What is α-synuclein when it’s not aggregated?

In a recent paper in PNAS, co-lead authors Wei Wang (Indiana U. School of Medicine) and Iva Perovic (Chemistry Ph. D. program, Brandeis), together with researchers from Brandeis, Indiana, Scripps, NIH, Washington State, and Harvard, investigated the structure of the abundant small neuronal protein α-synuclein. α-Synuclein has been strongly associated with the disease process in Parkinson disease, both from histology (found in aggregates in Lewy bodies associated with disease) and from genetics (mutations in the gene associated with a rare familial form of Parkinson disease). The structure and function of α-synuclein is not well understood. It is an abundant neuronal protein, and appears to bind to lipids, vesicles, and plasma membrane. Heterologously expressed α-synuclein is often observed to be unfolded, and the biochemical role of the protein is still unidentified.

In this new study, α-synuclein was expressed as a GST fusion protein in E. coli and proteolytically cleaved to form α-synuclein with a 10 amino acid N-terminal extension. This protein was shown to form a stable tetrameter with alpha-helical content in the absence of lipids, using a combination of many techniques, including NMR spectroscopy, electron microscopy, circular dichroism and mass spectroscopy of cross-linked products. The authors combined this information to propose a model for the structure of native α-synuclein when it is not aggregated that is a tetramer based on amphipathic central helices.

Researchers in the Pochapsky, Petsko-Ringe and Agar labs at Brandeis participated in the study. Future work is aimed at understanding the function of this tetrameric form of the protein, with the hope of developing techniques to stabilize it and determine its function. For more information and interview with the authors, see the story at BrandeisNOW.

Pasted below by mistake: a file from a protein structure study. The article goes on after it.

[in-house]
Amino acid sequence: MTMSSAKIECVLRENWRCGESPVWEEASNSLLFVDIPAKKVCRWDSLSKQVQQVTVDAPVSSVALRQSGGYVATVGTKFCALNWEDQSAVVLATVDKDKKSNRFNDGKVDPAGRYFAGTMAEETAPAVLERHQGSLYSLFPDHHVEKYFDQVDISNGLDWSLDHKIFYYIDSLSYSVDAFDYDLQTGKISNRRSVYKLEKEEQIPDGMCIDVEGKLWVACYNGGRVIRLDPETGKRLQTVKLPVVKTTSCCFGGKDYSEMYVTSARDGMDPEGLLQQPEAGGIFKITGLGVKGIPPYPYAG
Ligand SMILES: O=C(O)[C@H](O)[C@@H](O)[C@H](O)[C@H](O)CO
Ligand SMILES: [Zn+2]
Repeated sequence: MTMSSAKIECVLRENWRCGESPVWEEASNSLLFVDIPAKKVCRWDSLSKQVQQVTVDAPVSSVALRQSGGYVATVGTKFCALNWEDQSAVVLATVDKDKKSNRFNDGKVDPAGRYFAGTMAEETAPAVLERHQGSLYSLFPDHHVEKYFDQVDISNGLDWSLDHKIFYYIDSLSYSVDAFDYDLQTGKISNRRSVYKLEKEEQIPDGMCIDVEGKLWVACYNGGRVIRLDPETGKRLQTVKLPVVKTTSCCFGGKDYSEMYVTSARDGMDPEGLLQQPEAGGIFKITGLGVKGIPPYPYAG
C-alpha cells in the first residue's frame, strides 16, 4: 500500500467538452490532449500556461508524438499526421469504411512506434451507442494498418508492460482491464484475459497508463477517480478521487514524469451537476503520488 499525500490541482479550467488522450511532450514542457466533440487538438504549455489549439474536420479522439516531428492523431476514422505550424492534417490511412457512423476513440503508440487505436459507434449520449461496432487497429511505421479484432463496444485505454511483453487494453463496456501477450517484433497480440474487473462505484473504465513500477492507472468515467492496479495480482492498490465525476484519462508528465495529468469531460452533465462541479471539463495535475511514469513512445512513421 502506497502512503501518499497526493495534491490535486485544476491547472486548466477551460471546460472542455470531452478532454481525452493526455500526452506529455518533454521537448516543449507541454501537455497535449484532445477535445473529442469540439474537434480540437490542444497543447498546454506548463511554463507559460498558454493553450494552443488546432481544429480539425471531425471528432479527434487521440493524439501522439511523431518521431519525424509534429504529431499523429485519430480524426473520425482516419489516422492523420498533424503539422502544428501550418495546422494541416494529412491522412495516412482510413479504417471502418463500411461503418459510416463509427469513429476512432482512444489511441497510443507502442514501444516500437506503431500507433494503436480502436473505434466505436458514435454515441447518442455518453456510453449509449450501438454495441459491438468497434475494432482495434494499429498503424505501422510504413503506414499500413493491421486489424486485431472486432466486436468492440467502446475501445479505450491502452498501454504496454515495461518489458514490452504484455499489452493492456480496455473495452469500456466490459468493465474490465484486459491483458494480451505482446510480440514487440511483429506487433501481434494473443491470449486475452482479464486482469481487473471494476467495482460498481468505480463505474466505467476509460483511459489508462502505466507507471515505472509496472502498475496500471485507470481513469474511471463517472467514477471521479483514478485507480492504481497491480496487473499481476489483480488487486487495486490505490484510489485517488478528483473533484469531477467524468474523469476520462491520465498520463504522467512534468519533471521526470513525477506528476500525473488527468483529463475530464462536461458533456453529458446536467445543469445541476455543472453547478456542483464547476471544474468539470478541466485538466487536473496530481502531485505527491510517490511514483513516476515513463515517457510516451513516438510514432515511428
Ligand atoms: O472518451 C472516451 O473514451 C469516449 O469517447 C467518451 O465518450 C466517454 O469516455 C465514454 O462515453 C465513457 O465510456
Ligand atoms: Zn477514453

Spring-loading the active site of cytochrome P450

Enzymes differ from other catalysts in the exceptional substrate selectivity they exhibit.  However, the active sites of related enzymes are often very similar, even though different substrates are acted upon (for example in the superfamily of cytochrome P450s).  How does a given enzyme preferentially bind a particular substrate?  In a new paper appearing in the jounal Metallomics, Chemistry grad student Marina Dang and Profs. Susan Sondej Pochapsky and Thomas Pochapsky use nuclear magnetic resonance (NMR) to identify a helical structure remote from the active site of the enzyme cytochrome P450cam that is responsive to changes in substrate.  They propose that this helix can adjust the position of residues that contact substrate in the enzyme active site, much like the spring that holds batteries in place against electrical contacts in a flashlight.

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